Washington State

Office of the Attorney General

Attorney General

Bob Ferguson

AGO 1952 No. 223 -
Attorney General Smith Troy


A board of county commissioners may make or renew a lease of county property in advance of the beginning of a term if the time in advance is not unreasonably long.

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                                                                 January 24, 1952

Honorable R. F. Buck
Prosecuting Attorney
San Juan County
Friday Harbor, Washington                                                                                                 Cite as:  AGO 51-53 No. 223

Dear Sir:

            Receipt is acknowledged of your letter of January 14, 1952, in which you inquire whether a board of county commissioners may renew a lease upon county property in advance of its expiration date.

            It is our conclusion that the board of county commissioners does have the right to renew a lease prior to its expiration date provided such renewal is not accomplished more than a reasonable time in advance of the expiration date.


            The leasing of county property is governed by chapter 87, Laws of 1901 (Rem. Rev. Stat. § 4019 et seq.), which was last amended by chapter 110, Laws of 1941. In general the law provides that leases may be made only after competitive bid and it prescribes that renewals must be made upon the same basis as original leases.  Nowhere in the statute is any restriction placed upon the powers of boards of county commissioners to prevent them from entering into leases prior to their effective dates nor are they expressly prohibited from making renewals prior to the expiration of an existing lease.

            However, there are some limitations upon a governmental body which prohibit a board from binding its successors in governmental matters.  Although in the case ofTanner v. Auburn, 37 Wash. 37, 79 Pac. 494, our Supreme Court held that a governmental body could make a contract to extend beyond the term of its  [[Orig. Op. Page 2]] existing members with respect to its proprietary functions, the law seems to be well settled that such a body cannot bind its successors on decisions which are governmental.  This principle is stated in McQuillin on Municipal Corporations (Third Edition) § 29.101, as follows:

            "* * * Respecting the binding effect of contracts extending beyond the terms of officers acting for the municipality, there exists a clear distinction in the judicial decisions between governmental and business or proprietary powers.  With respect to the former, their exercise is so limited that no action taken by the governmental body is binding upon its successors, whereas the latter is not subject to such limitation, and may be exercised in a way that will be binding upon the municipality after the board exercising the power shall have ceased to exist.  * * *"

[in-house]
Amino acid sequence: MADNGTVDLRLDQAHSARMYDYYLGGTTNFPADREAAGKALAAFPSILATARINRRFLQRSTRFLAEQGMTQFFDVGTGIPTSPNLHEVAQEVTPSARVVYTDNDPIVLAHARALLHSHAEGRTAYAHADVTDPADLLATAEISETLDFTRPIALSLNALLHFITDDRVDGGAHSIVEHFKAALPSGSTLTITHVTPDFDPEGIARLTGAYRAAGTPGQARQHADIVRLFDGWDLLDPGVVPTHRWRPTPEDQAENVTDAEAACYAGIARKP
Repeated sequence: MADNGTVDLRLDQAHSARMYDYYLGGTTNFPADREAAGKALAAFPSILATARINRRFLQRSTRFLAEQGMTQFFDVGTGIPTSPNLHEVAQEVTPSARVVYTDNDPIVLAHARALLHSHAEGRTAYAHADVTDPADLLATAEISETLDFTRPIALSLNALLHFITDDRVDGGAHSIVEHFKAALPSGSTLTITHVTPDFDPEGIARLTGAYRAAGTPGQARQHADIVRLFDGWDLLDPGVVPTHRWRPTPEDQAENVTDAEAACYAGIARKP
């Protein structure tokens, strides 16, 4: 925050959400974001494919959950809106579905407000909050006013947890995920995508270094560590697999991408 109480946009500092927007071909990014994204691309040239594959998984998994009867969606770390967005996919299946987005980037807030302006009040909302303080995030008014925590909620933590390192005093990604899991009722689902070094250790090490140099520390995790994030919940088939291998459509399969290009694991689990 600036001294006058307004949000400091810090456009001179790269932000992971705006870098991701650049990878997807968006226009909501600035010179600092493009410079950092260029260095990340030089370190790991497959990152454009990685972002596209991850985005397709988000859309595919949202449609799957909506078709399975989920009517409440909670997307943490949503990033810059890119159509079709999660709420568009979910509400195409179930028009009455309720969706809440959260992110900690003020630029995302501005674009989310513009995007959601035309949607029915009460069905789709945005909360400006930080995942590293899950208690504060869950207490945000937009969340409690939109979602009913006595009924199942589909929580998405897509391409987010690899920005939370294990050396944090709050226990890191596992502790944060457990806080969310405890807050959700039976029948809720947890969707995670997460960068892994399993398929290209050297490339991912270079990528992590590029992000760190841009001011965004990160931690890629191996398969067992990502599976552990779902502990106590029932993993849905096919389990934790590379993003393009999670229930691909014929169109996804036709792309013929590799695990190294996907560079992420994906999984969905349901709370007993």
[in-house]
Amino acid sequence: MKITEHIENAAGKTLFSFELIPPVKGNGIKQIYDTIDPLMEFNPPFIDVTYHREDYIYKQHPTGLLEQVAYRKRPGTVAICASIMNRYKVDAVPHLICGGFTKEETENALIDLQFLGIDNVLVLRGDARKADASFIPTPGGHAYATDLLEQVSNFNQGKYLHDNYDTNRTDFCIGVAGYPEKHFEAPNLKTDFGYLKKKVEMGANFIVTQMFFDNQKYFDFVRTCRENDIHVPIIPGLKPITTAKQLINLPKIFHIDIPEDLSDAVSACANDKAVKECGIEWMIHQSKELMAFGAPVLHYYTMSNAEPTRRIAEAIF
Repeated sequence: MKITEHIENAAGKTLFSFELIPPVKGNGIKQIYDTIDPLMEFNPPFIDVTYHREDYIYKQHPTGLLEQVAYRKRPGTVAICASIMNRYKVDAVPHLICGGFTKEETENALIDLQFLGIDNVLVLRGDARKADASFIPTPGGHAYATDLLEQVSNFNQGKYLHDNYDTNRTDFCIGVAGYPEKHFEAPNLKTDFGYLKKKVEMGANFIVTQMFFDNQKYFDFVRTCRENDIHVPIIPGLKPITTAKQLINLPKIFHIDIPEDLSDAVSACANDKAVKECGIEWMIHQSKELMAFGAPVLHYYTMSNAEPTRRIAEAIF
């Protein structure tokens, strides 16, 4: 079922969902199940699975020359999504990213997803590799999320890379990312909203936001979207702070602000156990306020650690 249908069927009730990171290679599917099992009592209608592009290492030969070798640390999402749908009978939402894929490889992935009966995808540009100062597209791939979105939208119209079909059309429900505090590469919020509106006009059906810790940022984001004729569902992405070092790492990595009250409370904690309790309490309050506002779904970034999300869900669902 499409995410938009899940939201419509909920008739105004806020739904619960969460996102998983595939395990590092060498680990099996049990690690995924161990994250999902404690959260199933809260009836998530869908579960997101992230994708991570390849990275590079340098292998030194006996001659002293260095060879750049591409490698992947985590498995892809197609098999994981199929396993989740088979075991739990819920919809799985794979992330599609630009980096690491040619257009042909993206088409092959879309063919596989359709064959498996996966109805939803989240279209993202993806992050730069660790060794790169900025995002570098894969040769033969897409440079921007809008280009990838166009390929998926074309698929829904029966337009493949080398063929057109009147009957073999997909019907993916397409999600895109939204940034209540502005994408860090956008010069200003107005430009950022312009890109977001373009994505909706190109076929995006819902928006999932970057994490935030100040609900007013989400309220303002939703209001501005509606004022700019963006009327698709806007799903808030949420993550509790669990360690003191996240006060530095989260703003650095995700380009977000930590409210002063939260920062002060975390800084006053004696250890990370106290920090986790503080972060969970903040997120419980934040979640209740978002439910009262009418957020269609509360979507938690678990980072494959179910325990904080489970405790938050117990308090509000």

The statute relative to the leasing of county property requires that county property may be leased when it is determined by the board of county commissioners that it is for the best interests of the public to make such a lease.  This determination is probably a governmental question.  There have been no decisions in this state upon this point but it seems probable that under the rule above quoted it would not be proper for a board of county commissioners to determine that a lease should be made or renewed at some time after the members of the board have gone out of office, nor to make a lease so far in advance of the date of its commencement as to make impossible an intelligent determination of whether the public interest will be served by making a renewal at that future time.

            With the exception of these considerations it is our opinion that there is no limitation upon a board of county commissioners in making or renewing a lease in advance of the time when the term is to commence.

Very truly yours,

Attorney General

Assistant Attorney General